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I have an opportunity to buy a 1969 GT500 basket case. I have seen and touched the car. I am convinced it is indeed a Shelby GT500 by the badging and other details, although I'll admit there is more due diligence to do in that area before I buy it.

I think the car is wearing it's second paint job. It's straight and has no obvious previous body damage, although the spoiler on the rear decklid does not line up with the quarter panel caps. The owner tells me this is normal. The paint actually looks pretty good, but it would need to be repainted to be concourse. I have not thoroughly inspected for rust but didn't see any bubbles.

The car has 95000 miles on the odometer and is said to be original. The original 428/C6 is sitting on the garage floor with the heads off. The interior is clean for it's age with the main blemishes being cracked armrests. The owner says the sale will include every original part.

The car is in Arizona, where it lived most of it's life. The owner, who has owned it for 35 years, offered to sell it to me for $50K. My intention would be to try to resell it for a profit. Is there any upside in this deal as is? Or, would I need to get it running and back on the road first? If I did that, without restoring it, and it ran well, any guesses as to the value? It looks to me like it would sell for about $110k to 120 if it was really nice.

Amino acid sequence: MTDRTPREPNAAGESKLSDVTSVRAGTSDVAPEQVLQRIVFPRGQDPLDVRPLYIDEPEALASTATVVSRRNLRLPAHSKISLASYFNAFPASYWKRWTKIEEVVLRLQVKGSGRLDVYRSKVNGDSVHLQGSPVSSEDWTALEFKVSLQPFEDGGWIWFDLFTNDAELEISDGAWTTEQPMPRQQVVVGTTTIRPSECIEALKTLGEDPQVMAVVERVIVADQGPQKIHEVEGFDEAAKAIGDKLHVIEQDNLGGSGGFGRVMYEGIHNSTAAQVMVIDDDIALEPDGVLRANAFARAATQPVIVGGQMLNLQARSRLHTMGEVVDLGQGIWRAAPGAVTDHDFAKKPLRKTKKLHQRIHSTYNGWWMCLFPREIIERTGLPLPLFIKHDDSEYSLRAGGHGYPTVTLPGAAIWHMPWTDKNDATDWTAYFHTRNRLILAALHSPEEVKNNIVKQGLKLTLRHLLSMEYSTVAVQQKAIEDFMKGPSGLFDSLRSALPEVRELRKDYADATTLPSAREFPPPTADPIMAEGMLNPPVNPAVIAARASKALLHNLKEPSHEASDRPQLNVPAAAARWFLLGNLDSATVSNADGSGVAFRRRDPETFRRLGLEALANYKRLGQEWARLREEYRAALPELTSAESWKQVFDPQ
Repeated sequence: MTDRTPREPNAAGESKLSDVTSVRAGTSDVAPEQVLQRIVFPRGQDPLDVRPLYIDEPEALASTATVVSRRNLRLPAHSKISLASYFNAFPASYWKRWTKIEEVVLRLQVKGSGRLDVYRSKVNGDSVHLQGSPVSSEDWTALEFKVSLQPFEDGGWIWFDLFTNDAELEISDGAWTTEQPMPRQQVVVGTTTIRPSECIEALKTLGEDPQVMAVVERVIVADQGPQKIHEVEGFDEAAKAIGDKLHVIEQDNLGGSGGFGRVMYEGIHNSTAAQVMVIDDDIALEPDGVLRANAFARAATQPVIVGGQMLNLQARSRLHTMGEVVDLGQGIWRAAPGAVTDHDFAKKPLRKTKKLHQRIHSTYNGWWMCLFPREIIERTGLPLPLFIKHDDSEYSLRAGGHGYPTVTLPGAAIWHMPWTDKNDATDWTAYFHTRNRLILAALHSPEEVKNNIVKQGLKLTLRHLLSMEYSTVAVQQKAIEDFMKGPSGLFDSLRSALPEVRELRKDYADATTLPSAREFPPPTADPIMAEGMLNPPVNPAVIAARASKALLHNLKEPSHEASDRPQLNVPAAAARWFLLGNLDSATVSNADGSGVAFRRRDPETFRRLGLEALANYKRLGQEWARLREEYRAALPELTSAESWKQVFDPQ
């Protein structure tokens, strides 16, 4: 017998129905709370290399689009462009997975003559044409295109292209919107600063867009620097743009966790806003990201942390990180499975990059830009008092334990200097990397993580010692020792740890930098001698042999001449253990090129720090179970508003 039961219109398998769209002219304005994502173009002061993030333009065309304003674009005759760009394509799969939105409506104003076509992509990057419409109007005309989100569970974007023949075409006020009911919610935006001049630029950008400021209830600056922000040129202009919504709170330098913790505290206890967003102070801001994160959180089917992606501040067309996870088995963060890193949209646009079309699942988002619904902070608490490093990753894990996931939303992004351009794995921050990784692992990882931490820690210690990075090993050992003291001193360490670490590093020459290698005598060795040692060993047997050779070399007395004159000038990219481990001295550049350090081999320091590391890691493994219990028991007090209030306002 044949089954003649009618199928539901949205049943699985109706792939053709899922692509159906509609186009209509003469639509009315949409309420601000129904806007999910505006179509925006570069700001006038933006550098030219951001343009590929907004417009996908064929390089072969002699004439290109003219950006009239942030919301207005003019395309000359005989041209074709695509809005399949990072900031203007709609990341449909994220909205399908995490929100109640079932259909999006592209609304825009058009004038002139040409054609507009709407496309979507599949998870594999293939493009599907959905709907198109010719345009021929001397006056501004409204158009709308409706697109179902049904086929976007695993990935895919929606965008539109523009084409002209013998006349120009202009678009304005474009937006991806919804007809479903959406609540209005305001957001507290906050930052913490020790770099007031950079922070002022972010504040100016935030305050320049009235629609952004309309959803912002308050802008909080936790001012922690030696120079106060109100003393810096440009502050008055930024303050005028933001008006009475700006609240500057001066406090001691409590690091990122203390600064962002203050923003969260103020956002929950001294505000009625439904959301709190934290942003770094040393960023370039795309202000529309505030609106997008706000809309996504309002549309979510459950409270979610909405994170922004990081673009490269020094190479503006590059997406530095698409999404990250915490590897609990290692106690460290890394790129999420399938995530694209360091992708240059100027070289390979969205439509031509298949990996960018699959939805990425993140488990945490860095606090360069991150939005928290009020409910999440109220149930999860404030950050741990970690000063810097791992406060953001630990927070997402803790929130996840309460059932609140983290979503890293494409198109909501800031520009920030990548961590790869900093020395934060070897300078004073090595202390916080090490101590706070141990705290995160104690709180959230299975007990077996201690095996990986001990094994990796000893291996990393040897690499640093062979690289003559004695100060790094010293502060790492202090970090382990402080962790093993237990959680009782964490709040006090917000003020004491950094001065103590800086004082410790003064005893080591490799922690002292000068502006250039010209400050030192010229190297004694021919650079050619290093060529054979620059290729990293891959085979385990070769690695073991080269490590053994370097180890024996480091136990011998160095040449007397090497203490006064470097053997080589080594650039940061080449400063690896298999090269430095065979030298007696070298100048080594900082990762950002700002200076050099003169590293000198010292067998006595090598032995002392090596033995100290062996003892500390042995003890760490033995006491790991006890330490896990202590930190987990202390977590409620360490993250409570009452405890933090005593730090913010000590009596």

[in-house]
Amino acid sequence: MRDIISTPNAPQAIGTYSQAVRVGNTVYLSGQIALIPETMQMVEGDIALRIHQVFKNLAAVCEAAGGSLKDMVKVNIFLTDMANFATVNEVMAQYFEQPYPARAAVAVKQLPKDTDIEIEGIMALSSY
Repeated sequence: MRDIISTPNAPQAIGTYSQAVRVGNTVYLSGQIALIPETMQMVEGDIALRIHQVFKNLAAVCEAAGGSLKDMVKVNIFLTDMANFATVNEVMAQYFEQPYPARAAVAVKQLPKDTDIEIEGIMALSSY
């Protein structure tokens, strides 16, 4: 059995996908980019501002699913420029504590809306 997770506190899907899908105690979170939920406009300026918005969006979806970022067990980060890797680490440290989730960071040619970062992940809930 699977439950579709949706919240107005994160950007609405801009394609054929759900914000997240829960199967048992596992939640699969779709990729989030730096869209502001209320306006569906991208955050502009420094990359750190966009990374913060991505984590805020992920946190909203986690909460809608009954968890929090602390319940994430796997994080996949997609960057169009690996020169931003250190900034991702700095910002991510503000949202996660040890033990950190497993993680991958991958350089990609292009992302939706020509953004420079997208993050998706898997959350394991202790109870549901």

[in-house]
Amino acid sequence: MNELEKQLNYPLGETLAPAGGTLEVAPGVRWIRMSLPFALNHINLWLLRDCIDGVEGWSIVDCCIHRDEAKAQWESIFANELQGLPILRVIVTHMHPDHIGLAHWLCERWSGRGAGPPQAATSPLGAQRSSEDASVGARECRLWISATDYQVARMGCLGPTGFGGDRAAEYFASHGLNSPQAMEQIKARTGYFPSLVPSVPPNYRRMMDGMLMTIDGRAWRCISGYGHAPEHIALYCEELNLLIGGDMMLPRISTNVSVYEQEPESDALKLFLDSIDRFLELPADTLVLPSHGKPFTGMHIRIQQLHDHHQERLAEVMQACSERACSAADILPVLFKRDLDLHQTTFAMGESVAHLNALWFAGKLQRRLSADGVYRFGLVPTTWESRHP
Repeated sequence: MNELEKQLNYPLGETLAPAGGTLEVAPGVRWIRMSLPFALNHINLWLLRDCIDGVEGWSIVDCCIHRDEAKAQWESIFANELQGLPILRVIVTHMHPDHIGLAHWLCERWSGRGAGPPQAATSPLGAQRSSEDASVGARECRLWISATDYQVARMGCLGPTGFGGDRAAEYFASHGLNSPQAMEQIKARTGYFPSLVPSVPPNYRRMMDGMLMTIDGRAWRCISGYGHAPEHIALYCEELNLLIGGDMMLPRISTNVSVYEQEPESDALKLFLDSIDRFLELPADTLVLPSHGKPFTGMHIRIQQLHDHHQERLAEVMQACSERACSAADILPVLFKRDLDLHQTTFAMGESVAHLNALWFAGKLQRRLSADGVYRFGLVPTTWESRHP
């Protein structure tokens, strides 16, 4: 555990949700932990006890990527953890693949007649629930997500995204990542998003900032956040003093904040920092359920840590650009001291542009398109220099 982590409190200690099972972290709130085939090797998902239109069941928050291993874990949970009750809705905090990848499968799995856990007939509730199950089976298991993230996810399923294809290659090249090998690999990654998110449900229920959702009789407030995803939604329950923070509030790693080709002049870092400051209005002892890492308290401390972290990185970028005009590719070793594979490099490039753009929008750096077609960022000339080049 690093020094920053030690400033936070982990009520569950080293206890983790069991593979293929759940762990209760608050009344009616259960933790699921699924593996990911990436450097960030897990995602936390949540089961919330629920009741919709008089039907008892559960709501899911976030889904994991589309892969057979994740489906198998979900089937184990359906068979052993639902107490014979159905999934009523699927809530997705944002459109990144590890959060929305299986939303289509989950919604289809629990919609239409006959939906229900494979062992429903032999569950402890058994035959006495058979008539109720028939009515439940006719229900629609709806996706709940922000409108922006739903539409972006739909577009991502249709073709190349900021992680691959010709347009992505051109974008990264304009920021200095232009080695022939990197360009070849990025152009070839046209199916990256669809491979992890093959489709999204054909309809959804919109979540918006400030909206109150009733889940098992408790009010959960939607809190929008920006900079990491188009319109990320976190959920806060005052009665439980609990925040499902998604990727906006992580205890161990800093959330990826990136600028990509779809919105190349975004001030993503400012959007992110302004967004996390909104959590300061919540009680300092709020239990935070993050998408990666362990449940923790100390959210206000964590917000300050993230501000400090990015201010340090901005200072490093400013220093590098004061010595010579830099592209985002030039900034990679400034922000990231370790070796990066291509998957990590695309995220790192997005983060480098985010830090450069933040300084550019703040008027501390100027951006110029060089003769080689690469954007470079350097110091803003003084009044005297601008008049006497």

I don't want to buy it to keep it. I dig fastback Mustangs, but keeping a Shelby in the fleet does not fit my goals.
 

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Unless you are a savvy "flipper" go away. The fact that you come here looking for advice is testimonial to your knowledge. All the best!
 

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I've noticed some very nice 69-70s Shelbys in our area in the 80-85K range. If this car is a basket case I would think you would be into it way more than 30-35K over the 50K asking price. A nice paint job around here sets you back 15-20K. Basket cases are not always the bargains they appear at first.
 

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The only realistic way to flip this car is to carefully reassemble it so it's in running condition. Detail it, replace anything that's missing, and sell it.

Trying to restore it as part of the process will only eat into your margin. Sure, it'll raise the eventual sale price, but your actual profit will shrink. A lot.

Conversation between Don Johnson and Jay Leno about cars "you buy a car for $10,000, work on it for a year, and sell it for $12,000".
 
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BUY IT!
Im sure its never been hit or scratched, the paint job was just because it was faded and I'm sure the motor can be re-assembled and purr like a kitten. Those engines are bullet proof and everyone loves a C6. That color is the most desirable and those '69 drip with history of Carroll and his crews' loving touch that will only climb in value.